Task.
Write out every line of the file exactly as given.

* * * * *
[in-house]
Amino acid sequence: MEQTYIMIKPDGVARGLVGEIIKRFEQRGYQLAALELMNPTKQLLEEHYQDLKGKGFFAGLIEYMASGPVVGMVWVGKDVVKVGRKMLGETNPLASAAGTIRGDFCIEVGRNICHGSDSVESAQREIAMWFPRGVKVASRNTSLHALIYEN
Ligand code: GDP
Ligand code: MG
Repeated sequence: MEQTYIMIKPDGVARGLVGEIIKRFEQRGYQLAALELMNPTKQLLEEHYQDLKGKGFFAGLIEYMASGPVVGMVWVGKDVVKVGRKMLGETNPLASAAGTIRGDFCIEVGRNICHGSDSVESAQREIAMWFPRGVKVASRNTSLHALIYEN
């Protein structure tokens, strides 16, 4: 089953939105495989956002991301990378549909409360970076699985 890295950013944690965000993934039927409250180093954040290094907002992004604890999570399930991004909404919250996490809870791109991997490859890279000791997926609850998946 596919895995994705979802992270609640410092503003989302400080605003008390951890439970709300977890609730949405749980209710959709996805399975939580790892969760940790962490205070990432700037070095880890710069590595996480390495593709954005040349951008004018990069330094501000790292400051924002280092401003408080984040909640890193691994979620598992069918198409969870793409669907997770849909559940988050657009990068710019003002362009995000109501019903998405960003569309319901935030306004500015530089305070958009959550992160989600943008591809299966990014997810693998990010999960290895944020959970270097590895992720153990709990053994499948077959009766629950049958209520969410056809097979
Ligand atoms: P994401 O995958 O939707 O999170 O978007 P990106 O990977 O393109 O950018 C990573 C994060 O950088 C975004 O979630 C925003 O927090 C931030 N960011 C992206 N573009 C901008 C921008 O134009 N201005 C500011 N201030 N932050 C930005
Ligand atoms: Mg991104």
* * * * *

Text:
[in-house]
Amino acid sequence: MEQTYIMIKPDGVARGLVGEIIKRFEQRGYQLAALELMNPTKQLLEEHYQDLKGKGFFAGLIEYMASGPVVGMVWVGKDVVKVGRKMLGETNPLASAAGTIRGDFCIEVGRNICHGSDSVESAQREIAMWFPRGVKVASRNTSLHALIYEN
Ligand code: GDP
Ligand code: MG
Repeated sequence: MEQTYIMIKPDGVARGLVGEIIKRFEQRGYQLAALELMNPTKQLLEEHYQDLKGKGFFAGLIEYMASGPVVGMVWVGKDVVKVGRKMLGETNPLASAAGTIRGDFCIEVGRNICHGSDSVESAQREIAMWFPRGVKVASRNTSLHALIYEN
């Protein structure tokens, strides 16, 4: 089953939105495989956002991301990378549909409360970076699985 890295950013944690965000993934039927409250180093954040290094907002992004604890999570399930991004909404919250996490809870791109991997490859890279000791997926609850998946 596919895995994705979802992270609640410092503003989302400080605003008390951890439970709300977890609730949405749980209710959709996805399975939580790892969760940790962490205070990432700037070095880890710069590595996480390495593709954005040349951008004018990069330094501000790292400051924002280092401003408080984040909640890193691994979620598992069918198409969870793409669907997770849909559940988050657009990068710019003002362009995000109501019903998405960003569309319901935030306004500015530089305070958009959550992160989600943008591809299966990014997810693998990010999960290895944020959970270097590895992720153990709990053994499948077959009766629950049958209520969410056809097979
Ligand atoms: P994401 O995958 O939707 O999170 O978007 P990106 O990977 O393109 O950018 C990573 C994060 O950088 C975004 O979630 C925003 O927090 C931030 N960011 C992206 N573009 C901008 C921008 O134009 N201005 C500011 N201030 N932050 C930005
Ligand atoms: Mg991104």